Some of Eva’s Beliefs
Believe in teaching children and students of all ages,
Evaluate a person’s worth not by appearances or monetary value, but by the intrinsic meaning and merit of what she does and her dedication to it,
Give yourself relaxation, give yourself downtime,
Be nice to each other; say nice things,
Act with kindness, respect, and politeness,
Write thank you notes;
Be a good person.
It is Friday night after a sunny day, and everything
Is awful, and I am cooking
Chayote and bell pepper and shallot
And your sister-in-law, my wife of fourteen, now almost
Fifteen years comes home from work and says, “That smells good,
It reminds me of Austin” – I went there once with her when she
Was some months from giving birth the first time, it was
Her birthday in late winter like early spring, and I had
Nothing at all on my mind but becoming a father.
I’m listening to Brad Mehldau, and she says, “This is nice,
What is it?” It sounds like the Beatles, a bit, and Brahms.
We brought both driving up to Truckee, and I chose
Sgt. Pepper over the Requiem – “Denn alles Fleisch,
Es ist wie Gras”, which I had sung that spring with Deb,
The baritone notes filling my lungs, and she kept sitting down
On the risers, she was so pregnant, and you
Had just had your son, and we were about to be the echo;
And already he’s taller than us. And the vegetables
Are well on their way to caramelizing but still
I’m pouring the very last few drops of oil
From the plastic bottle like a libation into the pan,
And I can feel the reed, the brass, the saxophonist’s breath
Resonating in my hand.
I have been learning
How to say “I give” and “I receive” in Japanese,
“Ageru” and “kureru”, how to ask for favors or not,
And my phone app, as the tamales steam,
Has me translate, “I do not need to write a letter to her.”
But I do.
I need to tell you that the bourbon you tried
Over Thanksgiving, just the other day, was better than
The other three. That Mehldau is playing a waltz,
And it seems that you and Steve are waltzing,
More elegantly than I at least have ever waltzed,
And he is weeping, and the music is saying,
“We will waltz over our tears, sure-footed;
And we will swim as we weep, the cold water
Holding us up over infinity, and we will run
As we weep, and we are all aflame
With anger and we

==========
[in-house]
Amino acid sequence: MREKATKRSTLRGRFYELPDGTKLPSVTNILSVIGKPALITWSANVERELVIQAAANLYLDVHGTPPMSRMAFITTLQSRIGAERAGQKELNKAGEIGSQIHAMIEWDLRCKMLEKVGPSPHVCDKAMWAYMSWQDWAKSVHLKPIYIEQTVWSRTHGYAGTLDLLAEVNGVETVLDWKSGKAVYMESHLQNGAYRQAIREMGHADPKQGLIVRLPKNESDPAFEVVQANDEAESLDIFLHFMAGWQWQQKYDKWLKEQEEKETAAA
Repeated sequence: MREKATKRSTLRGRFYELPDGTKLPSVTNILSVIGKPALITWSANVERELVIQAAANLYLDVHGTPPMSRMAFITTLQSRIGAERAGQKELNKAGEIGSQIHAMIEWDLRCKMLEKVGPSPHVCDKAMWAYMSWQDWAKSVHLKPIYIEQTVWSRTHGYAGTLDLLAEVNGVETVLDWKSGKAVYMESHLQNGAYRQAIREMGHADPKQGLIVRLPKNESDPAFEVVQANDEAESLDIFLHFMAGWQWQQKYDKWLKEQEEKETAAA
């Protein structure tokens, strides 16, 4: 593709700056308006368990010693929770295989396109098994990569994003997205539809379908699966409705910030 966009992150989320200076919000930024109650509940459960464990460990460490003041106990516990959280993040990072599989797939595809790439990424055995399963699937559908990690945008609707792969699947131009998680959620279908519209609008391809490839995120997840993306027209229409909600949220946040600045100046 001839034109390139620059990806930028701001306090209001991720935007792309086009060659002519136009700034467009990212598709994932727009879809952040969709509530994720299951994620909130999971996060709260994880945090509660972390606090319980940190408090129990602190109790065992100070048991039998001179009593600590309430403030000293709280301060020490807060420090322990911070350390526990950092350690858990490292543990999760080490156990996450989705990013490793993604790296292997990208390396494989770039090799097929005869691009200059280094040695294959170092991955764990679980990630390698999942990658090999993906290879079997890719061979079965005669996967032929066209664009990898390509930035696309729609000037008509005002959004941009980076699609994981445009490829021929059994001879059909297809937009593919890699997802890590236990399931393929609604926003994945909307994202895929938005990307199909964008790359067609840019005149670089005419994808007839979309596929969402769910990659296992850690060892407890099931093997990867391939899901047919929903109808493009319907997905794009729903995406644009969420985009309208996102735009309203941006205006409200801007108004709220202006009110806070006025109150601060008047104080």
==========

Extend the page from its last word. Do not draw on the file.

Will not be reconciled with our loss
But our lungs are full of air as we run
Past the green hills, and the miles are bearing,
Stride by stride, the bitterness away.” I want
To tell you that pinole turns out to be
Ground corn, mixed with cocoa, agave,
Cinnamon, and vanilla, naming this valley where one
Can almost hear your laughter cycling first
To the summit of yet another hill, terraced
As if to grow every last blade of grass
Possible, verdant despite all that all of us have lost,
Verdant as fresh paint and leading
The road curving onward farther than we can see.
Death is nothing at all.
I have only slipped away to the next room.
I am I and you are you.
Whatever we were to each other,
That, we still are.
Laugh as we always laughed
at the little jokes we enjoyed together.
Play, smile, think of me. Pray for me.
Let my name be ever the household word
that it always was.
Let it be spoken without effect.
Without the trace of a shadow on it.
I am but waiting for you.
For an interval.
Somewhere. Very near.
Just around the corner.
All is well.
From “Death is Nothing At All, by Henry Scott Holland
To laugh often and much: to win
the respect of intelligent people
And the affection of children, to
leave world a better place,
to know even one life has breathed
Easier because you have lived.
This is to have succeeded.
– Ralph Waldo Emerson
Mommy in a Glass
Oh shank lank ank ya ploke ya,
Oh shank ya shoke ploke ploke.
Ba shemp pa Mommy in a shahk,
A Mommy in a glass.
A Mommy in everything I’m gonna do,
A shing a shake a loo,
Ba lei lei shik a loo,
Shop la lock link link.
Ba shahk a lick a loo bah shap la link,
A Mommy in a Glass.
Theo C. Holtzman